I pondered as I drove home. Did the fish switch on to feed for that period or did pinning the line to lakebed disguise the trap?
BB wrote of Carp Fishers in his delightful tome “Confessions of a carp fisher”.
“ And then there are carp fishers, or should I say, carp addicts. These are very strange men indeed. Carp Fishing is a must curious form of fishing and calls for a very special turn of mind and character. First there is the quality of patience. Your habitual carp fisher is a man of inexhaustible patience, no angler born has more than he, not even a wild sad eyed heron has greater patience and, I may add, watchfulness.”
Much has changed in the carp fishing world since BB penned confessions in 1950. This was prior to Dick Walker catching the British Record carp of 44lb in 1952.
The days of mystery have by and large gone with carp fishing now big business with many lakes crowded. The methods used for carp fishing have changed dramatically since those far off days revolutionised by the innovations of the eighties and following decades.
I fished with a degree of intensity for carp during the eighties my imagination fired by the literacy of Chris Yates, BB, Walker, Rod Hutchinson, Kevin Maddox, Tim Paisley and several others.
I return occasionally to carp fishing and have had a succession of blanks in the past twelve months. A couple of trips to Jennets have not seen the alarms screaming out which has to a degree increased the desire to connect again.
On my latest trip I arrived a little later than intended at around 7:30am to see a rod bent into action in the first swim. I knew I should have got up earlier! Still I set up half way along the res and put baits out against the far margin. Whist it seemed right at first I had a nagging feeling to move up to the shallower end of the lake.
By midday I was in my new swim and put one bait in the near margin and one to the far bank with a scattering of freebees around each. And so, the wait began again. I often liken carp fishing to a game of chess; the issue is to a degree that there is a board and we make our move but cannot see the pieces on the board or sometimes not even the board! There are so many factors to ponder upon as the wait goes on. Confidence is a major factor for without this doubt creeps in regarding the bait, location, rig etc.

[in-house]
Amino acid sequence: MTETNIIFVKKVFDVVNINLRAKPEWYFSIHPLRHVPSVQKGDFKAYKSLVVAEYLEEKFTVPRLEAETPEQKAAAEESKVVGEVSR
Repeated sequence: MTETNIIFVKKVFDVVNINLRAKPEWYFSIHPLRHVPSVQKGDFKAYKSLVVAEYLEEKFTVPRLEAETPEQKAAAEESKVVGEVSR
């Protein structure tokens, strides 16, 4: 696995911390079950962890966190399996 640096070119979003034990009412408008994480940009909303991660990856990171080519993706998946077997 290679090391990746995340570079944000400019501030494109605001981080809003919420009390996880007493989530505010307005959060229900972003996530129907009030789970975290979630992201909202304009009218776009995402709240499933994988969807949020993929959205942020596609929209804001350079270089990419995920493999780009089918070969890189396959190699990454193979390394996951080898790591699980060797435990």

Its not a problem waiting beside a carp lake in summer amid a bouquet of wild summer flowers. The occasional glimpse of a kingfisher and the constant background restful tones of birdsong.
It often goes quiet between 1.00pm and 5.00pm so a lack of action didn’t matter too much until early evening. Shortly after 6.00pm a carp rolled over my baits and expectation grew. I hovered expectantly and felt sure a chance would come.
Just after 7.00pm the Delkim screamed out the bobbin rose and I jumped to the rod lifting into thin air. This proved to be my only chance of the day and I packed away at 9.00pm.
As I walked back I came across a small group fishing the first two swims one of whom was into a decent fish. They had been fishing since 5.00pm targeting the session over the prime time. After a few moments a handsome common was in the net and pulled the scales to 18lb 6oz. The angler was well known local angler Chris Connaughton who was using Remix Secret pop ups and Lakebed Leads products.
I was very impressed with the care taken with the handling, weighing and photographing of the fish. An important factor in these enlightened days of fishing.
As I walked away I pondered on the fact that I had seen two carp caught all day one as I arrived the other as I left. Perhaps twelve hours is not long enough! Or perhaps I should just arrive to fish early morning or late evening ensuring I get there first thing or stay till last thing?
Aaron Bunning Had these 3 commons of 19lb 14oz, 15lb and 12lb on a spur of the moment 4hr session Sunday after work. ‘I saw a few fish showing through the afternoon and couldn’t resist having a go. All fish fell to Scopex squid wafters fished as single hookbaits to showing fish’. Great stuff Aaron!